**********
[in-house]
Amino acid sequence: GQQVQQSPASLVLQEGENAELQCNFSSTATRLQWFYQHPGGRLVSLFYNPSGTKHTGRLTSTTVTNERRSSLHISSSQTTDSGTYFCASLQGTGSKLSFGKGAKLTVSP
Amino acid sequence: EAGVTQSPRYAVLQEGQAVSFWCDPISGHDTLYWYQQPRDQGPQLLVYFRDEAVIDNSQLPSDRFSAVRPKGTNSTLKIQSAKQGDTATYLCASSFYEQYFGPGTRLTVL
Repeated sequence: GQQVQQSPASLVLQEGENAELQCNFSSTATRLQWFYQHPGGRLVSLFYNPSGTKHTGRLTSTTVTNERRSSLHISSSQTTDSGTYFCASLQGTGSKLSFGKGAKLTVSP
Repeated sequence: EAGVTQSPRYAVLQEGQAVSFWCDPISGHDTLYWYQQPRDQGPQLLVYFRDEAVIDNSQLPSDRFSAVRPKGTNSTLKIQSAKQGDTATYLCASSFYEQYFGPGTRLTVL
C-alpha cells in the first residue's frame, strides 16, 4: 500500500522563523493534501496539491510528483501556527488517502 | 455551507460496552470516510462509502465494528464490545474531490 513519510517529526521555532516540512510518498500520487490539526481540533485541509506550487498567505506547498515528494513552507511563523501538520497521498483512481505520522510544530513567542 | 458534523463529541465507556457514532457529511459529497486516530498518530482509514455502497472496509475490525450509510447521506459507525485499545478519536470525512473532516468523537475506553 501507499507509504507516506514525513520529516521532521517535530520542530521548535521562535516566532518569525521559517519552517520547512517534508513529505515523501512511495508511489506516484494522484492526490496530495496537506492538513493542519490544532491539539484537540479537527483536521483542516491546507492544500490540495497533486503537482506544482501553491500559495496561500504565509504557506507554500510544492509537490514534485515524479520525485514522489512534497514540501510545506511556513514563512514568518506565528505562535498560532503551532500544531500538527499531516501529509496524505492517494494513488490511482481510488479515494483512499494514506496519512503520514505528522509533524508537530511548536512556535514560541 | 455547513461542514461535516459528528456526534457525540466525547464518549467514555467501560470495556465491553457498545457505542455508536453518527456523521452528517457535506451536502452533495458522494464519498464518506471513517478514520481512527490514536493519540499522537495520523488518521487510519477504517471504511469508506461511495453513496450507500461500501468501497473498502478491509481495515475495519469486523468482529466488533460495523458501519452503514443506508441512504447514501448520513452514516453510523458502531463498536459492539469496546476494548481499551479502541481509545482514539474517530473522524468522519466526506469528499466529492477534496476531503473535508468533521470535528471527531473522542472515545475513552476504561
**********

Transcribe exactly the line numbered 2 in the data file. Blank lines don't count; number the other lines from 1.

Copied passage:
Amino acid sequence: GQQVQQSPASLVLQEGENAELQCNFSSTATRLQWFYQHPGGRLVSLFYNPSGTKHTGRLTSTTVTNERRSSLHISSSQTTDSGTYFCASLQGTGSKLSFGKGAKLTVSP